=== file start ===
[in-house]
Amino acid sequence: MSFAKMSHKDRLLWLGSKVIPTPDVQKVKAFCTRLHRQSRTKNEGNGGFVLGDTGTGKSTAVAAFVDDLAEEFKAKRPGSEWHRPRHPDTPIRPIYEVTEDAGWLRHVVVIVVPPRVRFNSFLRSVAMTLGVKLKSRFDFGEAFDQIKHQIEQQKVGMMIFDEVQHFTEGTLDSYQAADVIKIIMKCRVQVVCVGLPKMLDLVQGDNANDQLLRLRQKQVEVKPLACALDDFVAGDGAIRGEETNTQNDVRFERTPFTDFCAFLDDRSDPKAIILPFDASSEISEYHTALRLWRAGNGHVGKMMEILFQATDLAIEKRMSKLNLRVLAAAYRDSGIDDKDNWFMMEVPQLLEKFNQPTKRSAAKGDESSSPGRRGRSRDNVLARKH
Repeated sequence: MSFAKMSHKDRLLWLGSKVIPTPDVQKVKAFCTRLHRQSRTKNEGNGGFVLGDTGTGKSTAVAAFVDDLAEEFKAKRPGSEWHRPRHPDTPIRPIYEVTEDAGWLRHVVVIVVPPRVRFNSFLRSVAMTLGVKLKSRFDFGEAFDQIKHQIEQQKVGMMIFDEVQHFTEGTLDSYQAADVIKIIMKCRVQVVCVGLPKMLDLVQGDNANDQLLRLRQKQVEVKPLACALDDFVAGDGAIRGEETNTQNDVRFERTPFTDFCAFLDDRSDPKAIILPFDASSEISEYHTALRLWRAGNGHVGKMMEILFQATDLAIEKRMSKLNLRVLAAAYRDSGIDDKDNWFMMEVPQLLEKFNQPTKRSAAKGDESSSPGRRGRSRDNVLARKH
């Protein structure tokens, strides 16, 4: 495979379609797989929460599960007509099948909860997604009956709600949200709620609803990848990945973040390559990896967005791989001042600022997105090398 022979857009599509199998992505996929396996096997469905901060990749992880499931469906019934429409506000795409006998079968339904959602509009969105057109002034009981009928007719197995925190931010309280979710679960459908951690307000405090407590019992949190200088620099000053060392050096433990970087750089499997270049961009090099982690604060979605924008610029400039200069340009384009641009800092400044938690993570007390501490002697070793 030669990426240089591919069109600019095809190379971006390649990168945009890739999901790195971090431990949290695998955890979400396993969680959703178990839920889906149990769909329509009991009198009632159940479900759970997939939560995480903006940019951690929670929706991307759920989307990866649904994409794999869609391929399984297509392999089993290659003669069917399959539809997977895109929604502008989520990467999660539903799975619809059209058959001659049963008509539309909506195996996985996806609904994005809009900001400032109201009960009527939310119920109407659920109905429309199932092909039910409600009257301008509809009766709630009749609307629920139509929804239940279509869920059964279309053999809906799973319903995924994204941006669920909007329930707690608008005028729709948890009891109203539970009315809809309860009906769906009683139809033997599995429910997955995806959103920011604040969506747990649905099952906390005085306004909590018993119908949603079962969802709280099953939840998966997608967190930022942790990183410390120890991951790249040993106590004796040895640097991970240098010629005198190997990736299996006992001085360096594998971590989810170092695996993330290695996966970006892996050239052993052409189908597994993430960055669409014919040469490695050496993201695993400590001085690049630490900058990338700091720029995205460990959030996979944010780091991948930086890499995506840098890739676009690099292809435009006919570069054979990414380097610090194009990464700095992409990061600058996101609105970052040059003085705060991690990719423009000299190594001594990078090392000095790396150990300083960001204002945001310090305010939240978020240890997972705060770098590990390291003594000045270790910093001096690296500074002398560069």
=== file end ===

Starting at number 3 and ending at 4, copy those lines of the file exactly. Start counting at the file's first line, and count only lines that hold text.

Repeated sequence: MSFAKMSHKDRLLWLGSKVIPTPDVQKVKAFCTRLHRQSRTKNEGNGGFVLGDTGTGKSTAVAAFVDDLAEEFKAKRPGSEWHRPRHPDTPIRPIYEVTEDAGWLRHVVVIVVPPRVRFNSFLRSVAMTLGVKLKSRFDFGEAFDQIKHQIEQQKVGMMIFDEVQHFTEGTLDSYQAADVIKIIMKCRVQVVCVGLPKMLDLVQGDNANDQLLRLRQKQVEVKPLACALDDFVAGDGAIRGEETNTQNDVRFERTPFTDFCAFLDDRSDPKAIILPFDASSEISEYHTALRLWRAGNGHVGKMMEILFQATDLAIEKRMSKLNLRVLAAAYRDSGIDDKDNWFMMEVPQLLEKFNQPTKRSAAKGDESSSPGRRGRSRDNVLARKH
């Protein structure tokens, strides 16, 4: 495979379609797989929460599960007509099948909860997604009956709600949200709620609803990848990945973040390559990896967005791989001042600022997105090398 022979857009599509199998992505996929396996096997469905901060990749992880499931469906019934429409506000795409006998079968339904959602509009969105057109002034009981009928007719197995925190931010309280979710679960459908951690307000405090407590019992949190200088620099000053060392050096433990970087750089499997270049961009090099982690604060979605924008610029400039200069340009384009641009800092400044938690993570007390501490002697070793 030669990426240089591919069109600019095809190379971006390649990168945009890739999901790195971090431990949290695998955890979400396993969680959703178990839920889906149990769909329509009991009198009632159940479900759970997939939560995480903006940019951690929670929706991307759920989307990866649904994409794999869609391929399984297509392999089993290659003669069917399959539809997977895109929604502008989520990467999660539903799975619809059209058959001659049963008509539309909506195996996985996806609904994005809009900001400032109201009960009527939310119920109407659920109905429309199932092909039910409600009257301008509809009766709630009749609307629920139509929804239940279509869920059964279309053999809906799973319903995924994204941006669920909007329930707690608008005028729709948890009891109203539970009315809809309860009906769906009683139809033997599995429910997955995806959103920011604040969506747990649905099952906390005085306004909590018993119908949603079962969802709280099953939840998966997608967190930022942790990183410390120890991951790249040993106590004796040895640097991970240098010629005198190997990736299996006992001085360096594998971590989810170092695996993330290695996966970006892996050239052993052409189908597994993430960055669409014919040469490695050496993201695993400590001085690049630490900058990338700091720029995205460990959030996979944010780091991948930086890499995506840098890739676009690099292809435009006919570069054979990414380097610090194009990464700095992409990061600058996101609105970052040059003085705060991690990719423009000299190594001594990078090392000095790396150990300083960001204002945001310090305010939240978020240890997972705060770098590990390291003594000045270790910093001096690296500074002398560069």